**
**I read an interesting blog post from** Without Geometry Life is Pointless **regarding the notion of problem solving and **thinking.**

The list, which references the works of many authors is a good example of techniques used in many disciplines. I've personally used many of these in Marketing, Analytics and Computer Science, but suspect these will be useful in any applied context.

In particular, I find the order of these elements are important. Start with bounding, then work backwards, and develop tests to validate your findings.

You'll notice that none of the entries is "read up or Google answers". Thinking in abstract is often times best done entirely without external influence. Its astounding how often you'll find holes and opportunities in subjects that are well documented.

**1. ****Pattern Sniff**

A.

On the lookout for patterns

“Ok. We’ve been working on this

staircase problem and it seems that you can’t write perfect squares as a sum of consecutive whole numbers.”

B. On the lookout for shortcuts

“It would be nice if there were a faster way to do 57x34 than adding 57 to itself 34 times. Think we can find a way?”

**2. ****Experiment, Guess and Conjecture**

A. Can begin to work on a problem independently

“I’m not sure how to solve this problem, but I’m confident I can make some progress.”

B.

Estimates

“Without doing any calculations, I’m guessing that it will take

him 30 seconds to walk up the down escalator.”

C. Conjectures

“Based on my work, I think the following is true.”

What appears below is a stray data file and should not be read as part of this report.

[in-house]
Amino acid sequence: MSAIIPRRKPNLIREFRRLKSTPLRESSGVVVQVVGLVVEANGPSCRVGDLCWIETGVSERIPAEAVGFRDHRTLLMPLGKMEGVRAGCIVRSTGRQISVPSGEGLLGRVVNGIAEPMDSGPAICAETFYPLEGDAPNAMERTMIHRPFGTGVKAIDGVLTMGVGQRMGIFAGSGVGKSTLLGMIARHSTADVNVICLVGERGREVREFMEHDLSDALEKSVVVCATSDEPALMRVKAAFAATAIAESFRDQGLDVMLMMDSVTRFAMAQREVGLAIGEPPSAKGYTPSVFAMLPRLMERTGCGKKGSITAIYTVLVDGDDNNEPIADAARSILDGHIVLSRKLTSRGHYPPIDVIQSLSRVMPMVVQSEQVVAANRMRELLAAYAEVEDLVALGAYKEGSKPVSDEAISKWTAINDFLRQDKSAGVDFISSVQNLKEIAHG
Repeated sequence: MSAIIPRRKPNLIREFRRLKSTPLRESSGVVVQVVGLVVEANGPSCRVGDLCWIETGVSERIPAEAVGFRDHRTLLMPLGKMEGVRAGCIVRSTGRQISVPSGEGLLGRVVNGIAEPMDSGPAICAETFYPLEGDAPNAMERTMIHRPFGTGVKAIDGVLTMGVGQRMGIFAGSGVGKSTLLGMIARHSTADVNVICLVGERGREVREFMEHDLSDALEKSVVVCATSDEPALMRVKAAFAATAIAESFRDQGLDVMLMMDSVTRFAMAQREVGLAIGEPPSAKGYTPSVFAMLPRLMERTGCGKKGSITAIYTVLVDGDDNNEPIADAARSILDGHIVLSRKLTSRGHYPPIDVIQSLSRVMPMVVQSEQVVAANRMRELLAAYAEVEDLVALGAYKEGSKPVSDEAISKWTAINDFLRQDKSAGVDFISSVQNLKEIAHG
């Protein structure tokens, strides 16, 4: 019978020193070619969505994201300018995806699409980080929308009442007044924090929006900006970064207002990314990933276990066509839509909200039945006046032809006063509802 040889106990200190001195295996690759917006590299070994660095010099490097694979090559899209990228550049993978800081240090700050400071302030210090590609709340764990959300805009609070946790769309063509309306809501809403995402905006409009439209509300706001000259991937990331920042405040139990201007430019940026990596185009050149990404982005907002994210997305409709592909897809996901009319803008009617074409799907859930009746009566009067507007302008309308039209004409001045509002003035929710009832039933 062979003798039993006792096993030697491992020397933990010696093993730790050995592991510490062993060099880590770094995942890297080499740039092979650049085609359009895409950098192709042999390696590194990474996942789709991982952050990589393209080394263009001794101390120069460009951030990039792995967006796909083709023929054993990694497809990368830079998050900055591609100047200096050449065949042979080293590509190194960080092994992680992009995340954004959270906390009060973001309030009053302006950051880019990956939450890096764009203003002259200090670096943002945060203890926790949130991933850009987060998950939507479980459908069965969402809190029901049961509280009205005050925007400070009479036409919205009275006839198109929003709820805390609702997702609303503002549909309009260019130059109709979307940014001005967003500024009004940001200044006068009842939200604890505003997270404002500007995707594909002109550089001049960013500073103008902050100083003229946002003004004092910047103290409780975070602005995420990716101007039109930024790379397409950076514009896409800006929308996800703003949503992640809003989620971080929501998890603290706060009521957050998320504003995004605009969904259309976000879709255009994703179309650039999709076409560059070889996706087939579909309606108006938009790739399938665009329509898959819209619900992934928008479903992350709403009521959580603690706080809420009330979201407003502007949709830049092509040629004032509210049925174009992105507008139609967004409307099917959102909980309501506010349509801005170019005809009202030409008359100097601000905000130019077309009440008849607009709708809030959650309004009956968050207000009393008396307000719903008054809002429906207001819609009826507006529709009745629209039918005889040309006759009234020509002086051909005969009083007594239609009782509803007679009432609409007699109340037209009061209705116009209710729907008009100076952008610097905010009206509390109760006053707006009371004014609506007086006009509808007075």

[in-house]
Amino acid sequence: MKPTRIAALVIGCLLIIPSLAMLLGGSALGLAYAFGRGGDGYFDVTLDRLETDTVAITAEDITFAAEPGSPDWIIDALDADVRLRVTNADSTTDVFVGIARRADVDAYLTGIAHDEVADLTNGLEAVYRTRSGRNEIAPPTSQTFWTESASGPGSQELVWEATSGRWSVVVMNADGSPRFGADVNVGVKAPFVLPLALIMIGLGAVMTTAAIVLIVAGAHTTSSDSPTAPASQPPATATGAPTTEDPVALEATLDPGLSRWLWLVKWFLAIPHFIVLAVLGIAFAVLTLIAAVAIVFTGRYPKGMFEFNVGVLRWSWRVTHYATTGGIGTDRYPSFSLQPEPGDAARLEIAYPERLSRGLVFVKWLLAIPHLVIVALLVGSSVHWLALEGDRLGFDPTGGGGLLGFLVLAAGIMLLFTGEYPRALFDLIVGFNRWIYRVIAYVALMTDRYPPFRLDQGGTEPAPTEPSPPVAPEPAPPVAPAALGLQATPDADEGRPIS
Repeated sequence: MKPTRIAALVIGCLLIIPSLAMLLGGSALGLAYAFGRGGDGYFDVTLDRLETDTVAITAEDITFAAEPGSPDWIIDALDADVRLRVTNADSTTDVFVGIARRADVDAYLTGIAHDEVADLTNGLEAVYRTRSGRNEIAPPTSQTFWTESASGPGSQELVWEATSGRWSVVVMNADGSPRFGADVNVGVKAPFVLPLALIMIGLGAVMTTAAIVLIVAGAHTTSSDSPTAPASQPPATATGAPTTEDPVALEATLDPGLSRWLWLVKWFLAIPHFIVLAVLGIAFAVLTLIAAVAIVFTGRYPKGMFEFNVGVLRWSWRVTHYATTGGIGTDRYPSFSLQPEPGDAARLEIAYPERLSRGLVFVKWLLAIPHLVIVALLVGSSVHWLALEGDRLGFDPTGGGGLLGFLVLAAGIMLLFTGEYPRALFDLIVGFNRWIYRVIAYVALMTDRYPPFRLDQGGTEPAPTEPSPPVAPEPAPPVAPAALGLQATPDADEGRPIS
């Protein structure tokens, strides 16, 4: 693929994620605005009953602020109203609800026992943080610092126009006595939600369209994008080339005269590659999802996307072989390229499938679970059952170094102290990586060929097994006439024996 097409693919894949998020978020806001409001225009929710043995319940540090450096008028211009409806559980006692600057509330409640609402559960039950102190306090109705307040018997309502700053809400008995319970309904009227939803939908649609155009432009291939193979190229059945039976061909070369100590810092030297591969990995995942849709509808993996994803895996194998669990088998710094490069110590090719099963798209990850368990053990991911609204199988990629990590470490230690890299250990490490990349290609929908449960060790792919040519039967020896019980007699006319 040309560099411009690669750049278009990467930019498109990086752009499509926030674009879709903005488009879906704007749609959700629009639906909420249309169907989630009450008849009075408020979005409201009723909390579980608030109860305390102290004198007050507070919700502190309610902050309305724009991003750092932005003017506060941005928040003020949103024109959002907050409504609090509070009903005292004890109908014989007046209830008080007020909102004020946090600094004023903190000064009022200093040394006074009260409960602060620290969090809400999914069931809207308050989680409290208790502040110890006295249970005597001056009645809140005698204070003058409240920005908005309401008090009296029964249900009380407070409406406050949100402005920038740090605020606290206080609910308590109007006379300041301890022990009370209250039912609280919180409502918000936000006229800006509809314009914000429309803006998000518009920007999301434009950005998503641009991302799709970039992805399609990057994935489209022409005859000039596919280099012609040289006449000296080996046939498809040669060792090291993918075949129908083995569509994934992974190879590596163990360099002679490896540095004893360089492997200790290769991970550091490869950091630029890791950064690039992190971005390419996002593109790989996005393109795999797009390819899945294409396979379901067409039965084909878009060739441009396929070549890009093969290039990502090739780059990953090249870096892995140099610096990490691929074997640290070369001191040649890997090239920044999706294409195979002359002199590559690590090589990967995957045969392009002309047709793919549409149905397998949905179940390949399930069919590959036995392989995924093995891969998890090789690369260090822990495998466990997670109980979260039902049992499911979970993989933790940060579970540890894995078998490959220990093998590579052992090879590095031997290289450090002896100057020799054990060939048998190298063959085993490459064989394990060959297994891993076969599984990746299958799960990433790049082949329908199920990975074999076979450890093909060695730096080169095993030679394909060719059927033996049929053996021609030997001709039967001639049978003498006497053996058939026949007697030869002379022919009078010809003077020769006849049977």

D.

Healthy skepticism of experimental results

“Boy, it sure seems like this

4, 2, 1 thing always repeats but we don’t have a proof yet.”

E.

Determines lower and upper bounds

“I know it will take the people at least 10 minutes to

cross the bridge
because the 10 minute soldier has to cross the bridge. I also found a
solution that takes 19 minutes so I know the final answer is somewhere
between 10 and 19 minutes.”

F. Looks at small or large cases to find and test conjectures

“I made a table of the first 5 cases and I think I see a pattern. I’m going to see if this pattern holds for the 100^{th} case.”

G. Is thoughtful and purposeful about which case(s) to explore

H. Keeps all but one variable fixed

“So
I’m exploring the equation y=mx+b and I’m wondering how the graph
changes as m and b change. For now, I’m going to set m to 1 and just
look at how the graph changes when I change b.”

I. Varies parameters in regular and useful ways

(Even/odd example)

J. Works backwards (guesses at a solution and see if it makes sense)

**3. ****Organize & Simplify**

A. Records results in a useful way

“I’m going to make a table.”

B. Process, solutions and answers are detailed and easy to follow

C. Looks at information about the problem or solution in different ways

D. Determine whether the problem can be broken up into simpler pieces

“I think I can solve this problem by solving these other 2 simpler problems.”

E. Considers the form of data (deciding when, for example, 1+2 is more helpful than 3)

“I’m
going to leave my fraction as 6/36 because the 6 represents the number
of ways you can roll a 7 with 2 standard dice and the 36 represents the
total number of rolls.”

F. Uses parity and other methods to simplify and classify cases

“Next time we play 21 Nim I’m going to keep track of whether the running